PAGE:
Greece Is Slowly Cutting Itself Off From the Internet in Attempt to Save Its Economy

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In a desperate move to keep Greece from hemorrhaging the last of its cash, the Greek government issued "capital controls" last week to keep people from spending money outside of the country.

Unfortunately, because of how the Internet fundamentally works, that means Greeks are unable to pay for Internet services that aren't based in Greece — which is most of them. People within Greece are reportedly having problems accessing Paypal, iCloud, Dropbox, the App Store and other online services that require payment to continue working.

The Internet isn't the global, decentralized democracy it might seem. The Internet is a global network, sure, but everything that exists on the Internet is hosted in a physical place in one country or another. It's one of the reasons there's so much foreign panic around the Snowden revelations — the NSA can only issue requests for data from companies that keep their data in the U.S. (Unless they just spy on foreign nations.)

Source: Martin Bureau/Getty Images
Source: Martin Bureau/Getty Images

So when you keep people from moving money through other countries, services that are available globally but live in certain countries just stop working. And the most dire consequence for Greece is that some Greeks now can't do business with other Greek people if the payments have to move across servers outside the country. Even Greek websites that are hosted in other countries can't continue paying their bills and face a shutdown.

If this keeps up unabated, Greek businesses that have entirely Greek customers but rely on foreign services — like a local newspaper that sells subscriptions via Paypal — will need to seek a new payment solution. It's already impossible to activate a new iPhone, even if you're using Cosmote, the major Greek service provider.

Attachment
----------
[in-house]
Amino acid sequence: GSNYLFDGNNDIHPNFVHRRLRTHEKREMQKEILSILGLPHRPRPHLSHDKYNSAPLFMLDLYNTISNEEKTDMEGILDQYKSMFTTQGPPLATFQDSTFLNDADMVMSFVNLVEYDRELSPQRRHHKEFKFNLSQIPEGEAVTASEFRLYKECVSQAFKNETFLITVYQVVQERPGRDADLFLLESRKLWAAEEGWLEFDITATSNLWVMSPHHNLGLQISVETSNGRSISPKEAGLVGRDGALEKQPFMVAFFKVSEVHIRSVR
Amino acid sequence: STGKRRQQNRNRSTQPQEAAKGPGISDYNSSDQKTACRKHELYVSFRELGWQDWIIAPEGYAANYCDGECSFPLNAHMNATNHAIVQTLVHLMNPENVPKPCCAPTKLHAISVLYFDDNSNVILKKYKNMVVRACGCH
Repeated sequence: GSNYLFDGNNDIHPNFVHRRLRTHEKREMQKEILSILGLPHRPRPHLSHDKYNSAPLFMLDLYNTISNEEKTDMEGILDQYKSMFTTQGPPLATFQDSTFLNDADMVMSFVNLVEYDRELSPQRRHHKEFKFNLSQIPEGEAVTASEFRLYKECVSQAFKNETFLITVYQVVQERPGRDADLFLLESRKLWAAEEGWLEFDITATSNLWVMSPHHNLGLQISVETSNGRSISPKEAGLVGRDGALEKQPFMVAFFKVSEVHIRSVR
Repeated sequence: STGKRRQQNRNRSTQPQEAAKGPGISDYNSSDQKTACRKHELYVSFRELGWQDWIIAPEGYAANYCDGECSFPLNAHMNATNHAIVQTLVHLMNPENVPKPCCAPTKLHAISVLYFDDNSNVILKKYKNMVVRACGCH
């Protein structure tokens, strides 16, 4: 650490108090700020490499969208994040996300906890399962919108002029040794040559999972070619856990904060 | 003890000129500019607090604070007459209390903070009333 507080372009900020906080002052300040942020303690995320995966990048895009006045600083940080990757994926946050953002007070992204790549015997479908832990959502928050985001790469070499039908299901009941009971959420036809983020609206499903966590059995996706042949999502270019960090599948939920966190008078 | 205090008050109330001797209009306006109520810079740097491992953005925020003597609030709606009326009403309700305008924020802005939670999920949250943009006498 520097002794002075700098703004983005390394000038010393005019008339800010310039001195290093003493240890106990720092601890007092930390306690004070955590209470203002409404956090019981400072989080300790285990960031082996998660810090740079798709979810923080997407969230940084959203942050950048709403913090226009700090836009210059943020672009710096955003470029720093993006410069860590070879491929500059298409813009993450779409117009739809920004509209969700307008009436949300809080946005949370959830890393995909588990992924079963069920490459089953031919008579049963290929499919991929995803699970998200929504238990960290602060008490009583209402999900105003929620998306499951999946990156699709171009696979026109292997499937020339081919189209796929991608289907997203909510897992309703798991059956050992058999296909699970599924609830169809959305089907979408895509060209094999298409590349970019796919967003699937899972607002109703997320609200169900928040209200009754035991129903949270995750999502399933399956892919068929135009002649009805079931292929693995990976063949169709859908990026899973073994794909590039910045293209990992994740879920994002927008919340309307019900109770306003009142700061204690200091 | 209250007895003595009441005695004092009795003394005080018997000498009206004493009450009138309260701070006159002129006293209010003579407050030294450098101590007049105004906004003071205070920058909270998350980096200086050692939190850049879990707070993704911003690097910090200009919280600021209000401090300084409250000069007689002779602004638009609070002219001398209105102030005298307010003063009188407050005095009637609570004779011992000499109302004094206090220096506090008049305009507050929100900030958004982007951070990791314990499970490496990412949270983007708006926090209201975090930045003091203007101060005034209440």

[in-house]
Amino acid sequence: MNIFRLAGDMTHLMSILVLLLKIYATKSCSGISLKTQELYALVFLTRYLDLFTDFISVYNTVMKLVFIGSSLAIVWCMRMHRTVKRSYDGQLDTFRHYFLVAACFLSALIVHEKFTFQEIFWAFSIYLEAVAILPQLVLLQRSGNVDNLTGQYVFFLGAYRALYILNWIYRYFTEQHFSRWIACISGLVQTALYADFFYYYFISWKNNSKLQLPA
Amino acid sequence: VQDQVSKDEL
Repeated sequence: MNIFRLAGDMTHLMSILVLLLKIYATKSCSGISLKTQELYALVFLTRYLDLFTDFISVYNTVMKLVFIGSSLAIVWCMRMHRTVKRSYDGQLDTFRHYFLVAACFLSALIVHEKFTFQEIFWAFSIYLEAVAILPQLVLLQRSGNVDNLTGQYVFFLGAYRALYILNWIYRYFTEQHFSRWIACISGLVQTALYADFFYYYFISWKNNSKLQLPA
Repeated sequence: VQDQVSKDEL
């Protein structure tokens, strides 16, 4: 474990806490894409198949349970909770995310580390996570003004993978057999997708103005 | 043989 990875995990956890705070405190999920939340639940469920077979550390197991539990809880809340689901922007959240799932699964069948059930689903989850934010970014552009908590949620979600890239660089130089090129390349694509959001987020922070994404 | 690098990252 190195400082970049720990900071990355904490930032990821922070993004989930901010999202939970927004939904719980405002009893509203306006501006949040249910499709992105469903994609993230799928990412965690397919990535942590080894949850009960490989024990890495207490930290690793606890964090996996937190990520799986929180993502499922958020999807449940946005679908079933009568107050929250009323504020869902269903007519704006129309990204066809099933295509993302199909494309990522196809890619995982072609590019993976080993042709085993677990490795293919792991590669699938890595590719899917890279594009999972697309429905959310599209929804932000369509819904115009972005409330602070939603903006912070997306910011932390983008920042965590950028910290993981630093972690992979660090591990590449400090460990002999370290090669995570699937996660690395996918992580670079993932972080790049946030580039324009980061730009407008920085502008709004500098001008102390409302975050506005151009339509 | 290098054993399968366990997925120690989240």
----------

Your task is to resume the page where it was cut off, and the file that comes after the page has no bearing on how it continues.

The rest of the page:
Alternatives are springing up. While some Greek tech developers are fleeing the country en masse — one called Greece a tech developer "graveyard" — others are asking for the Internet's version of foreign aid. Greek startup founder Panos Papadopoulos built an online form for Greek startups so that they could apply for foreign supporters to cover their costs, catching the eye of Internet godfather and tech investment kingmaker Marc Andreessen.

After the wave of support from Andreessen and others, Papadopoulos rushed to create a site called ZeroFund to help more Greek founders who are foxholed away by capital controls get access to hosting, domain registry and ads.

In the mean time, Bitcoin — a decentralized, politically-agnostic payment method beloved of financial futurists — is experiencing a surge up to about $270, after months of stagnation as people lose faith in their banks. There are restaurants starting to accept Bitcoin, one of which is giving a 20% discount to anyone who pays in BTC.

The online Bitcoin community has been buzzing about what the Greek crisis means for the future of currency, but will Bitcoin sweep in and be a new alternative Greek currency? No, that's a futurist pipe dream. As the notorious Canadian crypto-savant Vitalik Buterin said on a Reddit thread about the referendum, Bitcoin is really more of a place to hold your money as a store of value so you can flip it when the chaos dies down.

"Sell it two years later when (the theory goes) your euros are down 30% from a haircut or down 40% from force-conversion into drachmas" Buterin wrote, "and your politically invulnerable cryptotokens are scot-free."